One of the dirty secrets of many pro photographers is that sometimes they shoot like amateur photographers. This image is a crop. Why? Because of the autofocus sensor used (center). When you're dealing with subjects that could move every which way, it's difficult to prioritize to a single off-center autofocus sensor or move from sensor to sensor as the subject moves erratically. Moreover, many cameras have their best autofocus capability in the central region of the frame.
Taken together, those two things often lead one to use the central autofocus sensor when you can't predict motion. As you can see, my focus is dead on in the eyes here, exactly where it should be. But the eyes aren't in the center of the image you see. I was cheating by using the central autofocus sensor, because I knew that I was going to crop the image (otherwise I'd have a lot of out-of-focus background at the top and extra snow on the right). The trick was to balance two things: keeping my best autofocus sensor—and the one that allowed me to react fastest—on the eyes while considering the framing of the image I thought I'd use.
When the cat stopped momentarily and looked left, I let go of the AF-On button (which was set to be the only focus initiator) and reframed slightly left and low of where I had been framed. I still had to crop, but I had to crop far less than if I had left the autofocus on the shutter release and not reframed after obtaining focus.
Focus is tough. Real tough. You can go back to the way we used to do it (manual focus), which is tough because our viewfinders are suboptimal for verifying focus and it's easy to be off by a little bit and not see it. Or you could just trust the AF system all the time and hope it's focusing on what you want it to (not likely). But the truth of the matter is that "autofocus done right" is a complex dance between you and the camera. I'm constantly on and off the AF-On button. I move sensors when I can predict motion. I dial in a bit more aperture for depth of field when I'm not sure, less aperture for isolation when I am. I'll even completely switch autofocus modes (or Dynamic Area size) on the fly in some cases based upon subject size and background clutter. That's at least four controls I'm juggling (all with my right hand on my pro bodies). It takes lots of practice to get that right, which is why when I'm not doing my regular work, I'll often schedule animal or sports practice in my "down time."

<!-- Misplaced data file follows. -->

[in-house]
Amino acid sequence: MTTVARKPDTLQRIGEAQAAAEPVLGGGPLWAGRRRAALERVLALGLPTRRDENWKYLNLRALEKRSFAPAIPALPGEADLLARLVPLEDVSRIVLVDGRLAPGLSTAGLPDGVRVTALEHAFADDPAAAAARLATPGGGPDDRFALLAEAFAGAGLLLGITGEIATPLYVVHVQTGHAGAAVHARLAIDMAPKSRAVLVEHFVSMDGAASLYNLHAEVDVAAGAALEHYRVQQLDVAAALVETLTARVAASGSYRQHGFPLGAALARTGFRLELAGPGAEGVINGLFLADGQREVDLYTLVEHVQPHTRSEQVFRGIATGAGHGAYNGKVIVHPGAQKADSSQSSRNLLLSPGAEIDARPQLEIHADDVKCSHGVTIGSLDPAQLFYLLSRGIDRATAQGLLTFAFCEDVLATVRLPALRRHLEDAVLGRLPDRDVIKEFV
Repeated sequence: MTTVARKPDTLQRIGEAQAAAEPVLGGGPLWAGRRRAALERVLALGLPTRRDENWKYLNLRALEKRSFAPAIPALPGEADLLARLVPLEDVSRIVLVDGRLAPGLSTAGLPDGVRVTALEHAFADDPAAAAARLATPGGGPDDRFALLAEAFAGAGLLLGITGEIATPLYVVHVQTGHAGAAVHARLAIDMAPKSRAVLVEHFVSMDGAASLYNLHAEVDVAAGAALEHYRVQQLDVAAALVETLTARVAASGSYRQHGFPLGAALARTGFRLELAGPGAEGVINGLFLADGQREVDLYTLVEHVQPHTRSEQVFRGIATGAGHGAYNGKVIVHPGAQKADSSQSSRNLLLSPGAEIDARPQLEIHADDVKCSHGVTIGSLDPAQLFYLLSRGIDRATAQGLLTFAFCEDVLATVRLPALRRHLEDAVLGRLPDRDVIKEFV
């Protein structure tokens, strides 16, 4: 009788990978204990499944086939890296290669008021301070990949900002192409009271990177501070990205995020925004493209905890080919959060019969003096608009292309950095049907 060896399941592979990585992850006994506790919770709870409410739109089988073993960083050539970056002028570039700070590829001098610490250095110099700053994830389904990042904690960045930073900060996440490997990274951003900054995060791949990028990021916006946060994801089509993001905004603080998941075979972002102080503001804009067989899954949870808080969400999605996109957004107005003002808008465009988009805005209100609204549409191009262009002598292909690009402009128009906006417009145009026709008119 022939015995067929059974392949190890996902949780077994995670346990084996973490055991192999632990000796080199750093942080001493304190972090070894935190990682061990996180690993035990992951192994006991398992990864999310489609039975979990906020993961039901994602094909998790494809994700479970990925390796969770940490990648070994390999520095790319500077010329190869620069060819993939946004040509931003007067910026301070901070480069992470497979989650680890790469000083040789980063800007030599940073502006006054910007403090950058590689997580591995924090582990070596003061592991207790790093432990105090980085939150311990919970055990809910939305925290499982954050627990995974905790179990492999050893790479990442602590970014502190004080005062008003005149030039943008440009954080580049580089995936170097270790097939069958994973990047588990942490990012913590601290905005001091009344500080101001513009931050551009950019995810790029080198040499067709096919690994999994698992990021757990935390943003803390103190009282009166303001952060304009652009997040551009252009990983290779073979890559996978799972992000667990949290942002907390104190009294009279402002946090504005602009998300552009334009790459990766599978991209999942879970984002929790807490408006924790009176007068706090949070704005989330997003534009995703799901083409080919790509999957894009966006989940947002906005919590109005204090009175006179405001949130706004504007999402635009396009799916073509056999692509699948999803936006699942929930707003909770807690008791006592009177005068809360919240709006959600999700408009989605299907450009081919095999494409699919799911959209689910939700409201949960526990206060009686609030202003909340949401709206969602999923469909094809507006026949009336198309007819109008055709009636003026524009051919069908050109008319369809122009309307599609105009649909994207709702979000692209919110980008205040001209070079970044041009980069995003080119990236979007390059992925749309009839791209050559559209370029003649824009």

Indeed, in Botswana last month I was teaching the AF-On dance to some who were new to the game. It actually is trickier than I've described it. For example, with birds taking off I'll often hit the AF-On button just after pressing the shutter release down. Why? Because when the bird is still on the perch, my focus should still be right for where I left it, but many birds start to turn immediately after getting airborne and I need the autofocus system to start helping me adjust. With big birds, I know what direction they'll take off (into the wind, always), so I can even cheat the AF sensor being used to the side of the direction they're headed. So the sequence is AF-On with the bird perched to get focus, release the AF-On button and perhaps reframe a bit (not too much, as geometry will make the focus plane move from where you want it). Hit the shutter release just as the bird heads off and hit the AF-On button again immediately after with the shutter pressed down for the sequence. That said, I don't take a lot of sequences with high frame rates like that, though I did on this workshop to demonstrate what I'd do to the students if I wanted the sequence. Generally, I'm looking for one moment, not a sequence, and I can hit that moment better with a single shot timed right.
Recent studies say that it takes 10,000 hours to become an expert at something. Don't expect to master your autofocus system in an hour. I just spent nearly three weeks taking thousands of wildlife images. Within a few days I was dialed back in. If I don't repeat that kind of practice regularly, it takes me longer to get re-dialed in.